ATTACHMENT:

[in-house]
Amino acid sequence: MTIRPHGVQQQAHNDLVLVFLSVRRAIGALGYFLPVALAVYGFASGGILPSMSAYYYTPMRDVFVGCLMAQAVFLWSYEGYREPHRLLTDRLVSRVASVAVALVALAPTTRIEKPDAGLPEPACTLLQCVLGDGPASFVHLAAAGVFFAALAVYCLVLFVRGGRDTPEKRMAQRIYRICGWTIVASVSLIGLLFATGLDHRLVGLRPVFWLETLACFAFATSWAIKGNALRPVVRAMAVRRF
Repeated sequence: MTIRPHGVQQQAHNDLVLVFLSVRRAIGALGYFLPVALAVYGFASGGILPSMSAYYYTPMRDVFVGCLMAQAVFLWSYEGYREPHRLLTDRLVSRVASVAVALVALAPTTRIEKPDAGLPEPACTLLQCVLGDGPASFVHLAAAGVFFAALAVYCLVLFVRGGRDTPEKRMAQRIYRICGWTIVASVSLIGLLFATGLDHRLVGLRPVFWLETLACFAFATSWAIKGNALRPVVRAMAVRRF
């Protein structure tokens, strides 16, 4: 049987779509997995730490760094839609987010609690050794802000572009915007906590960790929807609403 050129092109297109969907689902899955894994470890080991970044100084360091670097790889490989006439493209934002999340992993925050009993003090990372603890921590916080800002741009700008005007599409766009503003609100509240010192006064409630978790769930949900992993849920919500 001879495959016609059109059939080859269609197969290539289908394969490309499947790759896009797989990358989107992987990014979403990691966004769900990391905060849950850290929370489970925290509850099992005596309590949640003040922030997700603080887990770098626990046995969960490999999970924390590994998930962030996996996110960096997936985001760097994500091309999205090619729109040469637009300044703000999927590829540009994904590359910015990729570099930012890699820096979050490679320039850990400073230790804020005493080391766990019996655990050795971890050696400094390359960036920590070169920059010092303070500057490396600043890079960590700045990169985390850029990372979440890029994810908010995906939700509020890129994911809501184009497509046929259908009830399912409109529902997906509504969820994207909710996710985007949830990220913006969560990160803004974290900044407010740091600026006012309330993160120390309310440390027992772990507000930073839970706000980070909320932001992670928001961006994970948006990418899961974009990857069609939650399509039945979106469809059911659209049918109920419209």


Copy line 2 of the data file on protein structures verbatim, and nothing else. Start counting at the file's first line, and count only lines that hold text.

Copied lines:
Amino acid sequence: MTIRPHGVQQQAHNDLVLVFLSVRRAIGALGYFLPVALAVYGFASGGILPSMSAYYYTPMRDVFVGCLMAQAVFLWSYEGYREPHRLLTDRLVSRVASVAVALVALAPTTRIEKPDAGLPEPACTLLQCVLGDGPASFVHLAAAGVFFAALAVYCLVLFVRGGRDTPEKRMAQRIYRICGWTIVASVSLIGLLFATGLDHRLVGLRPVFWLETLACFAFATSWAIKGNALRPVVRAMAVRRF